Eyes of the Fleet

Eyes of the Fleet

Friday, December 22, 2017

Follow the Money: Terrorism Financing, Drug Smuggling and U. S. Maritime Security

The Josh Meyer Politico article The secret backstory of how Obama let Hezbollah off the hook contains so many interesting trails that it is easy to forget the key point:
The untold story of Project Cassandra illustrates the immense difficulty in mapping and countering illicit networks in an age where global terrorism, drug trafficking and organized crime have merged, but also the extent to which competing agendas among government agencies — and shifting priorities at the highest levels — can set back years of progress.

And while the pursuit may be shadowed in secrecy, from Latin American luxury hotels to car parks in Africa to the banks and battlefields of the Middle East, the impact is not: In this case, multi-ton loads of cocaine entering the United States, and hundreds of millions of dollars going to a U.S.-designated terrorist organization with vast reach.
In addition to funding terrorism, the routes used to smuggle illegal drugs into the U.S. are national security threats.

For example, let's take a look at the now nearly routine capture of "drug smuggling submarines" - see CBP, Coast Guard Seize Drug Smuggling Submarine from earlier this month:
Customs and Border Protection based out of Corpus Christi said they captured a drug submarine attempting to smuggle nearly two tons of cocaine into the country.

Crews from the CBP Air and Marine Operations tracked the sub last month while operating in international waters.

Officers tracked the sub for several days before a Coast Guard Cutter stopped it and arrested its crew.

Over 3,800 pounds of cocaine were seized and three suspects on board face multiple charges.
Or Jaime Seidel's
AMERICA is fighting a new front in its war on drugs — locating, tracking and intercepting fleets of sophisticated homemade submarines loaded with cocaine.
BURIED deep in the jungles of South America are covert shipyards.
They’re hand-building submarines. And they’re churning out dozens every year.
They have just one job to do.
Covertly carry tons of cocaine, along with crews of armed smugglers.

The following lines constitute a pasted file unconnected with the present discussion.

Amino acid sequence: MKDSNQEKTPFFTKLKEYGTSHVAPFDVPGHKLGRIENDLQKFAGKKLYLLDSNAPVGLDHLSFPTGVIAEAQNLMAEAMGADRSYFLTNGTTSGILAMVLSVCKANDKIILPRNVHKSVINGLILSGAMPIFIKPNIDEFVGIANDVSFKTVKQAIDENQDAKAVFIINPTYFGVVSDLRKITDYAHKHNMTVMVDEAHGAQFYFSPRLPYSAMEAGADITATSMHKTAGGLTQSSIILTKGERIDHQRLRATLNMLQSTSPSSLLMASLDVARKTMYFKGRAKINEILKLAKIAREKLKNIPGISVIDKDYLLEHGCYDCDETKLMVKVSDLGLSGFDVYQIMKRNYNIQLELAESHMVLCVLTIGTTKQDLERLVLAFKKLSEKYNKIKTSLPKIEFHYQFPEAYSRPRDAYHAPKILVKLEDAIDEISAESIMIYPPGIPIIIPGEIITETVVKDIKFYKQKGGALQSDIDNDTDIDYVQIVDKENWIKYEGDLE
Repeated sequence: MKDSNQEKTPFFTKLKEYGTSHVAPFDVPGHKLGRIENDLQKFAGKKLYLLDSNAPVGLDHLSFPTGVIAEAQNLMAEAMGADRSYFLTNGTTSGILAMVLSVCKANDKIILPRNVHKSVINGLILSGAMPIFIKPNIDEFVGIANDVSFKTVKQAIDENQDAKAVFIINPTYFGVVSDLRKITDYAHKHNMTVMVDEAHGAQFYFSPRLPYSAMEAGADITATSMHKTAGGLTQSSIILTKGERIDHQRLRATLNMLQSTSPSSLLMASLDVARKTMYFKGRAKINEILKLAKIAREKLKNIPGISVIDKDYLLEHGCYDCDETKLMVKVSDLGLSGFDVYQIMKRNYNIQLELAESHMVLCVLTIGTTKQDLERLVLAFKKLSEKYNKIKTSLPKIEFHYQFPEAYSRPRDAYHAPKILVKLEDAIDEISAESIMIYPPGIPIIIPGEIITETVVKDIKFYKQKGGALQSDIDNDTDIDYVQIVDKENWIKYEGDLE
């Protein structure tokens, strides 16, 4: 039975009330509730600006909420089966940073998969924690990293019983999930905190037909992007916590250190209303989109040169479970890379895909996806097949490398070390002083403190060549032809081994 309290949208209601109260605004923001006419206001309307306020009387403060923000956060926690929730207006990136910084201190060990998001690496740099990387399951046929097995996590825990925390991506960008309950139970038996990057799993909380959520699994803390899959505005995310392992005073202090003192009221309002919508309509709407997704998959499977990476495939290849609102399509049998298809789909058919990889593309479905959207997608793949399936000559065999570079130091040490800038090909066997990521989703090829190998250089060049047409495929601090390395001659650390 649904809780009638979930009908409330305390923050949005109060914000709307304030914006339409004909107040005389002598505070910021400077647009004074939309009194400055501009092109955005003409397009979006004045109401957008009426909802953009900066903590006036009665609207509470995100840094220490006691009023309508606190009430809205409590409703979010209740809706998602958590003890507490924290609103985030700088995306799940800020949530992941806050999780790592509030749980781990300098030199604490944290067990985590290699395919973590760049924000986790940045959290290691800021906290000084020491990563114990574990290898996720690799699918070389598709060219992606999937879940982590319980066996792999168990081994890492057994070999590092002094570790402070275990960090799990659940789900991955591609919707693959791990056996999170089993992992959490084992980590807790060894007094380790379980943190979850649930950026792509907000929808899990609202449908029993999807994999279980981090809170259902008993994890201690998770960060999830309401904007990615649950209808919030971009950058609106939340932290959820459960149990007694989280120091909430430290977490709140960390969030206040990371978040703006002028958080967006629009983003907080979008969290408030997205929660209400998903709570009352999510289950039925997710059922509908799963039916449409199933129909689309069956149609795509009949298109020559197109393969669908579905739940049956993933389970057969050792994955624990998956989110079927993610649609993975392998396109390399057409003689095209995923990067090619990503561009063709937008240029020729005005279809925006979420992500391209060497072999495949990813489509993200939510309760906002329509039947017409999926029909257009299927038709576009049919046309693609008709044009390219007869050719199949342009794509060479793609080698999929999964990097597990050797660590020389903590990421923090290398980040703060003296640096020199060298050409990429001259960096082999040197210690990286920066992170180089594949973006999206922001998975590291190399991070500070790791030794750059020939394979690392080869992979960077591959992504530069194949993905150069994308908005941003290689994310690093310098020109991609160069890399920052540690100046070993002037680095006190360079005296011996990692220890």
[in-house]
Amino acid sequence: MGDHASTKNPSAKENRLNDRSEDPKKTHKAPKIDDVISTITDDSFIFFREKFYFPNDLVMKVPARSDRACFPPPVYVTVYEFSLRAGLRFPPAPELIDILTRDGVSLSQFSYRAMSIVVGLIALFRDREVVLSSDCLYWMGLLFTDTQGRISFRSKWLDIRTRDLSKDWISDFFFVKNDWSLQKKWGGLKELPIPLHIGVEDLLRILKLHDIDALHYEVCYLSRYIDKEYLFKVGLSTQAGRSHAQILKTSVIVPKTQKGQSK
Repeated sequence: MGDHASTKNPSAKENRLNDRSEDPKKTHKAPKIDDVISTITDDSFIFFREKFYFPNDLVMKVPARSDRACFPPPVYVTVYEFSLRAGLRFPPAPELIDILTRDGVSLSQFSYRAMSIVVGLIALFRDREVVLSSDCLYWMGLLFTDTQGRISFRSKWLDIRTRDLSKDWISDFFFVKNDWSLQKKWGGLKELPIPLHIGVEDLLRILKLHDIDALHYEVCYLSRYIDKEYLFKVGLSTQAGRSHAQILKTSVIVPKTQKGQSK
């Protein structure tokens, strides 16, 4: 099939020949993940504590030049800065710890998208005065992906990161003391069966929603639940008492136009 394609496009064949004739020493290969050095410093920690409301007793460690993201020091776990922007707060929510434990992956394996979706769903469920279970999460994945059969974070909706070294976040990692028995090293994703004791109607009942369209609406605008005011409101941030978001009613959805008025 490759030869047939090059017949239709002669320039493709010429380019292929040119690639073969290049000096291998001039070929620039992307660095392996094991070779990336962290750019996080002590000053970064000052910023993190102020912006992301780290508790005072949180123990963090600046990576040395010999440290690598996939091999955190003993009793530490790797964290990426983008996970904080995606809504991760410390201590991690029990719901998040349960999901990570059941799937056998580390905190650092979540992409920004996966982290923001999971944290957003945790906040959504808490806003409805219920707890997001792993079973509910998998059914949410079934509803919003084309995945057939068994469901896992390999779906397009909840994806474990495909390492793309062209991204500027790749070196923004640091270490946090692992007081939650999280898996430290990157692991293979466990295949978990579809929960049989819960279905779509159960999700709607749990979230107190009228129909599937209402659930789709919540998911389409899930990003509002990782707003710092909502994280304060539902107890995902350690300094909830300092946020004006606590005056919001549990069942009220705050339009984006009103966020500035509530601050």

They skim just beneath the surface of the Carribbean and Pacific, out of sight and under the radar of law enforcement ships and aircraft.
U.S. Coast Guard video of a capture of a drug smuggling boat in June 2017:
Coast Guard Cutter Waesche crewmembers intercept a suspected low-profile smuggling vessel seizing an estimated 5,550 pounds of cocaine worth more than $74 million while on patrol off the coast of Central America, June 8, 2017. Waesche is a 418-foot long National Security Cutter homeported at Coast Guard Island in Alameda, Calif., outfitted with the most advanced command, control, and communications equipment for detecting and disrupting transnational organized crime networks. U.S. Coast Guard video courtesy of Coast Guard Cutter Waesche/Released.

Notable is the amount of money involved in this trade Coast Guard in Florida offload $23 million worth of cocaine:
The Coast Guard Cutter Pelican brought ashore almost one ton of cocaine Monday.

The cocaine is valued at $23 million, and along with the seizing of the drug, three smugglers were also arrested.

The cocaine came from a drug bust in the Caribbean Sea on Nov. 11, just south of Jaragua, Dominican Republic, say officials with the Coast Guard.
You will note that arrests are made in the Caribbean, the Gulf of Mexico and the Pacific, an indication of how wide-spread the the operations of these drug cartels are. Spreading the smuggling routes forces the law enforcement agenices to spread themselves thinner to cover larger areas with the same limited number of assets.

Clearly, by the amount of illegal drugs successfully entering the country, the capture rate, even of expensive semi-submersibles, is merely a "cost of doing business" in the lucrative trade.

While much has been made of the potential to use these routes for human smuggling of terrorists, perhaps the amount of money generated through illegal drugs is sufficient to make such efforts unnecessary because it is just as easy to fund locally grownn terrorists or import "refugees" who may be funded to perform acts of terror. At least, that is. so far.

The drug smugglers are innovative and well-financed. As a result, they freely experiment with new tech:

It's a problem and one that we need to find better solutions to handle.

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